Matt: Yeah, so for this song I kind of envisioned these two war-mongering leaders, our leader, Theresa May and the Leader of the Free World, Donald Trump and I wanted to create an over-the-top love song between the two. It was great. It was the first time that I’ve just had a bit more fun with writing. I still like honesty and expressing myself, or whatever, but I also liked how this opened up a slightly different world to me where I could just have fun writing. Having a song that evolved around themes like atomic warfare combined with it being a love song created a weird balance between the two. It’s somewhat politically involved but then again a bit jokes, it’s definitely not a serious song.
Charles: You worked with Hugo White from the Maccabees with this song, how was that?
Matt: It was great. He’s such a dude. I met him last summer and then we did Vacant in the 21st Century together and then came back and done a week in December on this one. Our working relationship goes from strength to strength. It’s just like anybody really, once you spend a lot of time together you get more comfortable with them. It’s been great though, we’re good pals.
Charles: Was there much of a difference working with him and with Alex Burrey?
Matt: I enjoyed working with both of them just as much as each other. They’re very different though, they’re quite different producers for sure. Their set-up is different, Alex has a more intimate studio whereas Hugo’s is this big space in Elephant and Castle. I think Alex offers a door into the intimate more than Hugo does, whereas Hugo deals with the slightly more bigger spheres of sounds. They really compliment each other very well though and I hope to do a record with the three of us in a room together. That would be amazing.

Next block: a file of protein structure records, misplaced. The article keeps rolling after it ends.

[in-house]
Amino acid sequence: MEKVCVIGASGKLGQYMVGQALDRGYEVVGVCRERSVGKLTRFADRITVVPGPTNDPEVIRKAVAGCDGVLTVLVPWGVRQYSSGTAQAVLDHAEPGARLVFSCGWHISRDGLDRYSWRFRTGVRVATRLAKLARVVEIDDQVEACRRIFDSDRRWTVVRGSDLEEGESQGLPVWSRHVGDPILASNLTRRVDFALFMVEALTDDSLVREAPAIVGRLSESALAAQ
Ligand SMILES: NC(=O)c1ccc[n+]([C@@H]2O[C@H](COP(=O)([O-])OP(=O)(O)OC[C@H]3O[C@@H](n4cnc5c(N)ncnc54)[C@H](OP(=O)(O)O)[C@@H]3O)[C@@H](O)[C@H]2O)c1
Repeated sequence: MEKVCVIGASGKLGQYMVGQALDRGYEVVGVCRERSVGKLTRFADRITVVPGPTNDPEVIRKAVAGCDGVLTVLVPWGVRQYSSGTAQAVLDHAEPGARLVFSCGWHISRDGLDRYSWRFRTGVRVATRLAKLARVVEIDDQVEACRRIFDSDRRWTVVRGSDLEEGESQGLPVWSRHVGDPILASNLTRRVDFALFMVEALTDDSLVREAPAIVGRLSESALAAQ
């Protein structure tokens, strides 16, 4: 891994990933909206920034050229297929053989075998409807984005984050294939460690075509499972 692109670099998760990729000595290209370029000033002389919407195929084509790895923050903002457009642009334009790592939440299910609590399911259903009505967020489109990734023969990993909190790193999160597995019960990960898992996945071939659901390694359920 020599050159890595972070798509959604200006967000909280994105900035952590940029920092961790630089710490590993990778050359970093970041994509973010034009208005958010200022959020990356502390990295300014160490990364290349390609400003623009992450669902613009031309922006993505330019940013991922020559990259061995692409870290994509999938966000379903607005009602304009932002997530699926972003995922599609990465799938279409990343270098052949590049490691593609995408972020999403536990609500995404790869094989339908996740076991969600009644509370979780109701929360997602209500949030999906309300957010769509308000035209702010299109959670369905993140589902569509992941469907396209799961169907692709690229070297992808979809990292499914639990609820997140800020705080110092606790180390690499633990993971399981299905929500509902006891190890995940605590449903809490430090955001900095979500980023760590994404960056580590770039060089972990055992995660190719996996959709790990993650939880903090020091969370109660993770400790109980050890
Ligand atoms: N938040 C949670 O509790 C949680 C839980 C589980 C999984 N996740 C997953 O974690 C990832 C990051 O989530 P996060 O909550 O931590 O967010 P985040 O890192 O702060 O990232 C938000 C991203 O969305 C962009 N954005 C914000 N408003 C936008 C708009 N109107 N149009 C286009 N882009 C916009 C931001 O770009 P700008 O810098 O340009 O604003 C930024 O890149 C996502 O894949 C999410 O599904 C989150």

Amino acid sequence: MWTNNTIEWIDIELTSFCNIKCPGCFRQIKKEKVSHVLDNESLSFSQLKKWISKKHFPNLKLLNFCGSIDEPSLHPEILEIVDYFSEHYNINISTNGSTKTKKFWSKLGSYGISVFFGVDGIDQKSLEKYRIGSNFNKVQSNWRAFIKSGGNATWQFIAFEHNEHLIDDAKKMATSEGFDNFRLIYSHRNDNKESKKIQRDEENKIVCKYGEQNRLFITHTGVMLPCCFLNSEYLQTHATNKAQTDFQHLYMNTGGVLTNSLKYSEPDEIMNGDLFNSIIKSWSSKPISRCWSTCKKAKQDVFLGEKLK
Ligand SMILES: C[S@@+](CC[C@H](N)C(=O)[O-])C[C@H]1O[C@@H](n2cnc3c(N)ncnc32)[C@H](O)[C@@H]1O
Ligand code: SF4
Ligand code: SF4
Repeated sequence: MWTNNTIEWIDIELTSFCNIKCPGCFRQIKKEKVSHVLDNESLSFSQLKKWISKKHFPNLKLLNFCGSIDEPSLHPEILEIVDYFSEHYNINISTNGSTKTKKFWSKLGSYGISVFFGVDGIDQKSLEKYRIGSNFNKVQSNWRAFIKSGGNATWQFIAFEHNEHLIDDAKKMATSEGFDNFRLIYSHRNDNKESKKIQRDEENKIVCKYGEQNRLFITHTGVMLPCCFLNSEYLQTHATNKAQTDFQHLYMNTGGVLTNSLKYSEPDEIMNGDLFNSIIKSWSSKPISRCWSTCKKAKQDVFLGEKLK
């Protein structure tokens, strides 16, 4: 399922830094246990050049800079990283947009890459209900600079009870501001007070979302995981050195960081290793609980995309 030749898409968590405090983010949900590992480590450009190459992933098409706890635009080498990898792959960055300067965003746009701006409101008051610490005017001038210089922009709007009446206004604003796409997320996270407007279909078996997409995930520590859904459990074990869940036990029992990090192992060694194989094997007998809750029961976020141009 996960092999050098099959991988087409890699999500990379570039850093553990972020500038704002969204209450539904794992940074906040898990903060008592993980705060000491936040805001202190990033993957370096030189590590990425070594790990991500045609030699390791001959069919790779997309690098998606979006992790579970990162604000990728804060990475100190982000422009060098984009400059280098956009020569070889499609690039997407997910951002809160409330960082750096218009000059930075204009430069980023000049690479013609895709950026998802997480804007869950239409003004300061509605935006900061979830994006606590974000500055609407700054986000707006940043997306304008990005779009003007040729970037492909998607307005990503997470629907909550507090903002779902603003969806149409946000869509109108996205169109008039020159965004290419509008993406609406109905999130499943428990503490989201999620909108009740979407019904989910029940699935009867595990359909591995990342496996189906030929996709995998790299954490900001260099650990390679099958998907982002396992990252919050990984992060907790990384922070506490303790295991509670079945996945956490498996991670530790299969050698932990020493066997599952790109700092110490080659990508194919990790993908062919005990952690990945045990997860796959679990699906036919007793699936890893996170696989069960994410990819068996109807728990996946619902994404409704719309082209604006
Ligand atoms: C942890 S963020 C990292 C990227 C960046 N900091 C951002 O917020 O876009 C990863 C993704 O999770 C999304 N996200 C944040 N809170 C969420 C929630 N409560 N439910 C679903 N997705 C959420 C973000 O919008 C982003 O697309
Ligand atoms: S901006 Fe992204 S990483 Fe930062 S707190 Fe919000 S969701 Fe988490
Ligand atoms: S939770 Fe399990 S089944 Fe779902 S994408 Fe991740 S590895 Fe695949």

Charles: Is this combination something you want to be translated in the album?
Matt: Yeah definitely, I don’t want the album to be made up completely of epic ballads but at the same time, I don’t want it to be full of hidden and quiet heartbreak songs the whole time either. Finding the balance between the two is definitely something I want to do.
Charles: I’m looking forward to hearing what you come up with. What gigs have you been to this year?
Matt: It’s been kind of sporadic but it’s been cool. I went on tour with Hamilton Leithauser, we went on four or five Europe shows and five UK shows. It was a cool crowd because it was made up of slightly older folks that like The Walkmen or whatever *Laughs*. I also did a London show at Bethnal Green’s working men’s club a few weeks ago. In the summer there are a few festival bits but yeah, I’ve definitely been enjoying the road.
Charles: Is the performance aspect of your show something you think carefully about?